Have you ever been to New York City? I have, at least four times. And I like it. Just don’t tell anyone I know, because that could get me in trouble. I’m central NY, born and raised. But New York City just doesn’t come up spontaneously in discussions among “upstate” New Yorkers. Like some blemish you hope no one will notice if you don’t mention it. But I’m sure I can trust you to keep my secret.
I was back again, this past weekend; again visiting my friend Indri. She wanted to see an exhibit at the American Museum of Natural History, and who would I be to turn down a beautiful lady who asked me to show her lizards?!
It was very hard for me to come back from NYC. We essentially spent two days wandering around manhattan, on foot. No Times Square. No Rockafeller Center. We kept to the ass end of the island… Chinatown, the West Village, and surrounding areas. It was absolutely everything I love about city life, and everything that is being weeded out of DC. NYC* is the first city I’ve ever been to with the ability to generate and maintain it’s own culture. And you can absolutely see it in the faces of the people you pass. Here they are, living in this incredible collection of relatively ancient monoliths, immersed in the most active, vibrant communities I’ve ever seen, and yet these are the most down-to-earth people I’ve met. I’ve been out west, and I’ve been to the south, and I live in DC, and I can see why New Yorkers have a reputation for being mean. They have a strong directness combined with the ability to ignore anything that isn’t part of their immediate life.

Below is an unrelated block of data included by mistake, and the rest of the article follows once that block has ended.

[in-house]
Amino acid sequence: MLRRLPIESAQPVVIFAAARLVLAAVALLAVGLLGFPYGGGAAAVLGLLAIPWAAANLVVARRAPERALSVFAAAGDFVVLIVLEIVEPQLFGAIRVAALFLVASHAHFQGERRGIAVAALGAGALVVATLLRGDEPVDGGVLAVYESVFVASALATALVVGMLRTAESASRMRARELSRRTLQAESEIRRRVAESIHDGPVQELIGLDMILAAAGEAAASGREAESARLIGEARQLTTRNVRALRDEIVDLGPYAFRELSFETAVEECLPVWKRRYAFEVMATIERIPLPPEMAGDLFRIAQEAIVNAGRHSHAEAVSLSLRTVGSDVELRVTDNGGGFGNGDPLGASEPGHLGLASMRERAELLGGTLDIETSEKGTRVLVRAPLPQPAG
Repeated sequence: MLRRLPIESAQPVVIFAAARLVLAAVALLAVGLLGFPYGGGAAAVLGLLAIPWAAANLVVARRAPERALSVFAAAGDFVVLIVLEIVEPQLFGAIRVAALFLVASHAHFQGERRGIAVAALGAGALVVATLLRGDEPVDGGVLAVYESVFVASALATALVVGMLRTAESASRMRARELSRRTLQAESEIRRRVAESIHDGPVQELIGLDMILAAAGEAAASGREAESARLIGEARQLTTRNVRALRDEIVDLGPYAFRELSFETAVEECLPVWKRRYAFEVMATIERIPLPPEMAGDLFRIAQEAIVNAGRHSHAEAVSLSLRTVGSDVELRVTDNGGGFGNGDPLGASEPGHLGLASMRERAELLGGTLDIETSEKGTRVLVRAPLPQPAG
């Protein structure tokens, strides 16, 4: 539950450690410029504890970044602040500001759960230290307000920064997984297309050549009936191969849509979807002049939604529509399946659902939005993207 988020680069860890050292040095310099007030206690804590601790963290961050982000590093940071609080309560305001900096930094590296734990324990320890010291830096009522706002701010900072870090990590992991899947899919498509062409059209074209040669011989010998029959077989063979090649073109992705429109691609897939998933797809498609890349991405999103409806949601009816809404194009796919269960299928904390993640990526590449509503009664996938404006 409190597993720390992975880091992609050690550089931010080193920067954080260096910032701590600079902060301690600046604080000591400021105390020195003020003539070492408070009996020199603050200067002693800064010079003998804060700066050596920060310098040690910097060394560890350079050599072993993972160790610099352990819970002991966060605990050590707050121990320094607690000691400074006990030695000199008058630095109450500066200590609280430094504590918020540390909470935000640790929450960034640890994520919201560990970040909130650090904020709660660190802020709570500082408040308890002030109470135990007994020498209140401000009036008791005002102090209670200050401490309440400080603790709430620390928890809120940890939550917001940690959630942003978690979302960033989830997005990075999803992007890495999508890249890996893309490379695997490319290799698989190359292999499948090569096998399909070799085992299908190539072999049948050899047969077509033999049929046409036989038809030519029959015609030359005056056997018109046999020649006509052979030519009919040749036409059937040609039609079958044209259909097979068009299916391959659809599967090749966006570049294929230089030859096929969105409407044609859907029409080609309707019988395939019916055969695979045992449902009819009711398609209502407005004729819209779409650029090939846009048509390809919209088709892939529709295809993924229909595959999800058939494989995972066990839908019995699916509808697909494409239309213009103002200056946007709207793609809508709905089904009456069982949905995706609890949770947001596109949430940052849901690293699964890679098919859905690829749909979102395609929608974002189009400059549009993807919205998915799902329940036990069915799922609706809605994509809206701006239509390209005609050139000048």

indri eating pizza
I loved walking into store fronts, and finding a designer hawking his own clothing line. Or a cafe that doesn’t know the meaning of the word Starbucks. Breakfast on Sunday was at this great little restaurant … somewhere I can’t remember. Ice cream in Chinatown. Tofu from a man dishing it out of huge pots set into grocery carts on the street. And neighborhoods filled with real people walking down the streets with their friends.
The people. Holy hell, the people! I actually felt safer in NYC than in DC. Not because of any respective amount of crime. But there are just so many people on the street in NYC at every moment of the day, that any criminal would have to be incredibly brazen. And those aren’t the kind of crimes you can worry about. In relative contrast, DC seems almost dead. Our huge sidewalks spend more time empty than even partially used. And outside of one or two holidays, they’re never jammed with people. When I come home from late nights out, The six block walk from the subway to my apartment is always alone. I might pass 1 or 2 other people if I’m lucky, including the hookers.
And the architecture in NYC makes me smile. So much of it comes from times when building was still a craft instead of an occupation. As if the whole city was carved out of rock by a million different artists working spontaneously. No two buildings are the same, and no two facades look alike. And everywhere you go, you can find these little anomalies tucked away where you least expect them.
It really was an amazing weekend, just immersing myself in this beehive of life, and activity, and colors, and smells… . If Indri wouldn’t kill me in my sleep, I’d probably never leave her apartment to come back here.
But I came back, and I wasn’t particularly happy about it. Driving back into this city was like having a cold, wet blanket thrown over me. The streets are deserted. Ominous people lurk randomly on the corner, waiting to intimidate someone. It’s a city that was built for the express purpose of imposing it’s will on other people.If New York CIty is ‘experience’, then Washington, DC is “ambition”. For the next two days, I couldn’t believe I had enjoyed the weekend so much, and yet it was now so far away.